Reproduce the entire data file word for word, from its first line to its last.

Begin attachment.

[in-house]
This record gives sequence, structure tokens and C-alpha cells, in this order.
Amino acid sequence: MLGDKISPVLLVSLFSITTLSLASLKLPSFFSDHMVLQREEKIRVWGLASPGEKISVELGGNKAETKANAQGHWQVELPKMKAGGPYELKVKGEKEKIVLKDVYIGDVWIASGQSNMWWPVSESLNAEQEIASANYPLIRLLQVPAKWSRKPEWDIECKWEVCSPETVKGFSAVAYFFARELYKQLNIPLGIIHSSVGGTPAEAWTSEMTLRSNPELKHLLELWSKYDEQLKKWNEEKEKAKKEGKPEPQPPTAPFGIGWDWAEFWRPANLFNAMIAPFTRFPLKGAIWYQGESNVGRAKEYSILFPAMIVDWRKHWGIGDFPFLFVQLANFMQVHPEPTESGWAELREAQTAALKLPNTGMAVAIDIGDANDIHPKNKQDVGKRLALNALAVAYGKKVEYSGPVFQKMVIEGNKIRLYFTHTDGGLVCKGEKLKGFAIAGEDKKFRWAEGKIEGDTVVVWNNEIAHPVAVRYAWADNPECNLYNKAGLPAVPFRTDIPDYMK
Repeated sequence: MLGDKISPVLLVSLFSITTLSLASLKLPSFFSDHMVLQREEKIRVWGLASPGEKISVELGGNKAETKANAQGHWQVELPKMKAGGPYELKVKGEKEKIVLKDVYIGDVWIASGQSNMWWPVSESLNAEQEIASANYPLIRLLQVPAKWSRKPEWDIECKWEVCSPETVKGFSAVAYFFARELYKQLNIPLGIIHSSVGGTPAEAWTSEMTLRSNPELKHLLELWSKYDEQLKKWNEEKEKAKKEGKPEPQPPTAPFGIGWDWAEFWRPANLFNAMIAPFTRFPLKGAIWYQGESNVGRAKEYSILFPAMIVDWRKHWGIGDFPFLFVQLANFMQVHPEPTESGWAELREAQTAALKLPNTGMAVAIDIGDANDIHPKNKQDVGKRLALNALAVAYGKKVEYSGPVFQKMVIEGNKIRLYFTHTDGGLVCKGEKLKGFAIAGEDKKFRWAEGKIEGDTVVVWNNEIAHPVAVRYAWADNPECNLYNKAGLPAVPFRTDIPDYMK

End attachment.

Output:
[in-house]
This record gives sequence, structure tokens and C-alpha cells, in this order.
Amino acid sequence: MLGDKISPVLLVSLFSITTLSLASLKLPSFFSDHMVLQREEKIRVWGLASPGEKISVELGGNKAETKANAQGHWQVELPKMKAGGPYELKVKGEKEKIVLKDVYIGDVWIASGQSNMWWPVSESLNAEQEIASANYPLIRLLQVPAKWSRKPEWDIECKWEVCSPETVKGFSAVAYFFARELYKQLNIPLGIIHSSVGGTPAEAWTSEMTLRSNPELKHLLELWSKYDEQLKKWNEEKEKAKKEGKPEPQPPTAPFGIGWDWAEFWRPANLFNAMIAPFTRFPLKGAIWYQGESNVGRAKEYSILFPAMIVDWRKHWGIGDFPFLFVQLANFMQVHPEPTESGWAELREAQTAALKLPNTGMAVAIDIGDANDIHPKNKQDVGKRLALNALAVAYGKKVEYSGPVFQKMVIEGNKIRLYFTHTDGGLVCKGEKLKGFAIAGEDKKFRWAEGKIEGDTVVVWNNEIAHPVAVRYAWADNPECNLYNKAGLPAVPFRTDIPDYMK
Repeated sequence: MLGDKISPVLLVSLFSITTLSLASLKLPSFFSDHMVLQREEKIRVWGLASPGEKISVELGGNKAETKANAQGHWQVELPKMKAGGPYELKVKGEKEKIVLKDVYIGDVWIASGQSNMWWPVSESLNAEQEIASANYPLIRLLQVPAKWSRKPEWDIECKWEVCSPETVKGFSAVAYFFARELYKQLNIPLGIIHSSVGGTPAEAWTSEMTLRSNPELKHLLELWSKYDEQLKKWNEEKEKAKKEGKPEPQPPTAPFGIGWDWAEFWRPANLFNAMIAPFTRFPLKGAIWYQGESNVGRAKEYSILFPAMIVDWRKHWGIGDFPFLFVQLANFMQVHPEPTESGWAELREAQTAALKLPNTGMAVAIDIGDANDIHPKNKQDVGKRLALNALAVAYGKKVEYSGPVFQKMVIEGNKIRLYFTHTDGGLVCKGEKLKGFAIAGEDKKFRWAEGKIEGDTVVVWNNEIAHPVAVRYAWADNPECNLYNKAGLPAVPFRTDIPDYMK